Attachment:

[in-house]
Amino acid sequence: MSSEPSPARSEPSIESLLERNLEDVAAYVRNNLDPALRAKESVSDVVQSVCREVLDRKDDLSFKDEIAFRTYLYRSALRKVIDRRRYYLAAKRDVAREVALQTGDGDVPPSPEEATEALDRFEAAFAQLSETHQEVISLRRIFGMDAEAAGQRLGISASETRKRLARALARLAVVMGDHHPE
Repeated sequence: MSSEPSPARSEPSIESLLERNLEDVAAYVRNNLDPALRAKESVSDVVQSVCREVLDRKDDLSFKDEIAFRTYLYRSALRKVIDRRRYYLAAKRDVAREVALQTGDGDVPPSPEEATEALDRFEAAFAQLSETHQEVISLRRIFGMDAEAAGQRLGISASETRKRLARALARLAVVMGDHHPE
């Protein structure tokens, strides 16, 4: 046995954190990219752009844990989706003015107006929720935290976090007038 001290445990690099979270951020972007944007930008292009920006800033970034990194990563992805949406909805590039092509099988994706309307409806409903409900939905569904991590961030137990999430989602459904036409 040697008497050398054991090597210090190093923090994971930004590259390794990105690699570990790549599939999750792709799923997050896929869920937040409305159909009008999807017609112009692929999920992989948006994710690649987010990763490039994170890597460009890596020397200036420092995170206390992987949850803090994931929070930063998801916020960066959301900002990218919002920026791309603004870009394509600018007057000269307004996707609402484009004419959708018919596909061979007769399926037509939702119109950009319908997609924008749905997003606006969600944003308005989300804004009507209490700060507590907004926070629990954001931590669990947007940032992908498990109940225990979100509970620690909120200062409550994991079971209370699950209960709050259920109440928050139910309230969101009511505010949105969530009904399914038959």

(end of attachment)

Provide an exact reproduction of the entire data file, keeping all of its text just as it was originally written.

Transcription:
[in-house]
Amino acid sequence: MSSEPSPARSEPSIESLLERNLEDVAAYVRNNLDPALRAKESVSDVVQSVCREVLDRKDDLSFKDEIAFRTYLYRSALRKVIDRRRYYLAAKRDVAREVALQTGDGDVPPSPEEATEALDRFEAAFAQLSETHQEVISLRRIFGMDAEAAGQRLGISASETRKRLARALARLAVVMGDHHPE
Repeated sequence: MSSEPSPARSEPSIESLLERNLEDVAAYVRNNLDPALRAKESVSDVVQSVCREVLDRKDDLSFKDEIAFRTYLYRSALRKVIDRRRYYLAAKRDVAREVALQTGDGDVPPSPEEATEALDRFEAAFAQLSETHQEVISLRRIFGMDAEAAGQRLGISASETRKRLARALARLAVVMGDHHPE
């Protein structure tokens, strides 16, 4: 046995954190990219752009844990989706003015107006929720935290976090007038 001290445990690099979270951020972007944007930008292009920006800033970034990194990563992805949406909805590039092509099988994706309307409806409903409900939905569904991590961030137990999430989602459904036409 040697008497050398054991090597210090190093923090994971930004590259390794990105690699570990790549599939999750792709799923997050896929869920937040409305159909009008999807017609112009692929999920992989948006994710690649987010990763490039994170890597460009890596020397200036420092995170206390992987949850803090994931929070930063998801916020960066959301900002990218919002920026791309603004870009394509600018007057000269307004996707609402484009004419959708018919596909061979007769399926037509939702119109950009319908997609924008749905997003606006969600944003308005989300804004009507209490700060507590907004926070629990954001931590669990947007940032992908498990109940225990979100509970620690909120200062409550994991079971209370699950209960709050259920109440928050139910309230969101009511505010949105969530009904399914038959």